A Space for Dialogue was founded with support from the Class of 1948 and made possible with generous endowments from the Class of 1967, Bonnie and Richard Reiss Jr. '66, and Pamela J. Joyner '70. 

When Art Intersects History, A Space for Dialogue 99
March 7, 2020, to February 28, 2021 (extended due to pandemic, originally scheduled to close April 26, 2020; light-sensitive works covered from March 2020 to January 2021)

Alvin P. Gutman Gallery

Allison Carey '20, Class of 1954 Intern

What happens when we assess a work of art as a historical document? When Art Intersects History examines works of American modern art that document the history of equality during the second half of the twentieth century. This politically charged era reached a climax in the 1960s and 1970s with the confluence of the civil rights movement, women's rights campaigns, the gay rights movement, and Vietnam War protests. All of this resistance was propelled by a mounting countercultural cry for equality and social justice. This exhibition considers how American artists have shared their perspectives on these galvanizing historic moments, and how their work still impacts us today.

The Soul Has Bandaged Moments, A Space for Dialogue 100
March 6 to May 16, 2021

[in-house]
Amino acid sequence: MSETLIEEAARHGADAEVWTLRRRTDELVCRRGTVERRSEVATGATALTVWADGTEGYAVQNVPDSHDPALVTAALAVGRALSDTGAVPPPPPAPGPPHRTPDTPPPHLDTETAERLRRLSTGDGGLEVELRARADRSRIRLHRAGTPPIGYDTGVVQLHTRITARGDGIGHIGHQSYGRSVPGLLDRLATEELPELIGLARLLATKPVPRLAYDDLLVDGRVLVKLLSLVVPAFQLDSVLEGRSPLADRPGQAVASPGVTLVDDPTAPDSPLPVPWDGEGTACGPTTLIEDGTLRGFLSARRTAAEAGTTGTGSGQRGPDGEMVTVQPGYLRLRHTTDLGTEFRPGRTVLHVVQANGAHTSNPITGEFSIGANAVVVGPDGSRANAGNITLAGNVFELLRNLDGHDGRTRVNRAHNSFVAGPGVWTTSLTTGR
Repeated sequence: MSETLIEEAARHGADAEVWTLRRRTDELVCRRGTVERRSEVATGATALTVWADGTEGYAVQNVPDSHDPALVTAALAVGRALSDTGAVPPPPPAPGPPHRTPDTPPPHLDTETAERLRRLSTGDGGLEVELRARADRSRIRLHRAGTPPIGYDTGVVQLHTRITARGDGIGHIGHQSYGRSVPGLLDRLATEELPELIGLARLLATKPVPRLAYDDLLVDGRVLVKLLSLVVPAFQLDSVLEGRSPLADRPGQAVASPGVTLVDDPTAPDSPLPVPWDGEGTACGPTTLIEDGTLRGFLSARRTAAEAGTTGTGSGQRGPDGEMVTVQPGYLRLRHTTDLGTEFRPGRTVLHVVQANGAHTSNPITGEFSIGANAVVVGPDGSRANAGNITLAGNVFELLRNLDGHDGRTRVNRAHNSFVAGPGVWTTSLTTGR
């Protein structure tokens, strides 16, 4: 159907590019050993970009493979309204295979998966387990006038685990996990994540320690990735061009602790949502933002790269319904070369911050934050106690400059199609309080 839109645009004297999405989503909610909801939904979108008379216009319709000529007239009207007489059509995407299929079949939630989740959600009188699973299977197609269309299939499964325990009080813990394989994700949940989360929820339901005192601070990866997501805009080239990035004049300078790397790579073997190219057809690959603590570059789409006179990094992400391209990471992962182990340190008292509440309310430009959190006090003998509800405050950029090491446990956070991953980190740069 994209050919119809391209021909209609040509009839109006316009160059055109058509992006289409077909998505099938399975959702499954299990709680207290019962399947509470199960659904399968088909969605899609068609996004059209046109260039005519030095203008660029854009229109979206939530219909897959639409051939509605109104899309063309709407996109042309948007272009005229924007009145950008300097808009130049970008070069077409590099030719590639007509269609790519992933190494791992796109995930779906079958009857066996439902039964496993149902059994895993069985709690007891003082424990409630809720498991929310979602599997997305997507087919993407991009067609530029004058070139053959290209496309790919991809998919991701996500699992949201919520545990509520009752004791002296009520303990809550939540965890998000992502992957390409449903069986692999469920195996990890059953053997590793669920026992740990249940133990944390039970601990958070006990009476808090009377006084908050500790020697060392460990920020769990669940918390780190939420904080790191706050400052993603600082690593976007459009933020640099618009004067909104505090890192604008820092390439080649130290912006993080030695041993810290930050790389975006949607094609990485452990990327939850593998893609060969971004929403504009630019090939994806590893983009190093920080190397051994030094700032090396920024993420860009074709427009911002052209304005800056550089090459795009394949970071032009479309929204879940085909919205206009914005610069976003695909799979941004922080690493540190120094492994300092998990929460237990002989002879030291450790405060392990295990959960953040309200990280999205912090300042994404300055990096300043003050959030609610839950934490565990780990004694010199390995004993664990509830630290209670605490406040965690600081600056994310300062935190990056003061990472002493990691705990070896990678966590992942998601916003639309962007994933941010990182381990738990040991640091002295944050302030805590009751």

Alvin P. Gutman Gallery

Kensington Cochran '20, Conroy Intern

Experiencing trauma can change our biochemistry and behavior, producing a disease called PTSD. Contemporary neuroscience research suggests that through the making of art, individuals can recalibrate their biochemistry and cure their symptoms. The Soul Has Bandaged Moments encourages three conversations: challenging the definition of trauma, exploring trauma as a physiological disease, and proposing different mechanisms of healing. 

The Butt of the Joke: Humor and the Human Body, A Space for Dialogue 101
May 22 to July 25, 2021

Alvin P. Gutman Gallery

Grace Hanselman '20, Mellon Special Projects Intern

The Butt of the Joke: Humor and the Human Body aims to explore the reasons why we find certain depictions of the human body funny. Lighthearted and fun, it seeks to prompt both laughter and thoughtful contemplation regarding the ways in which we think about our bodies.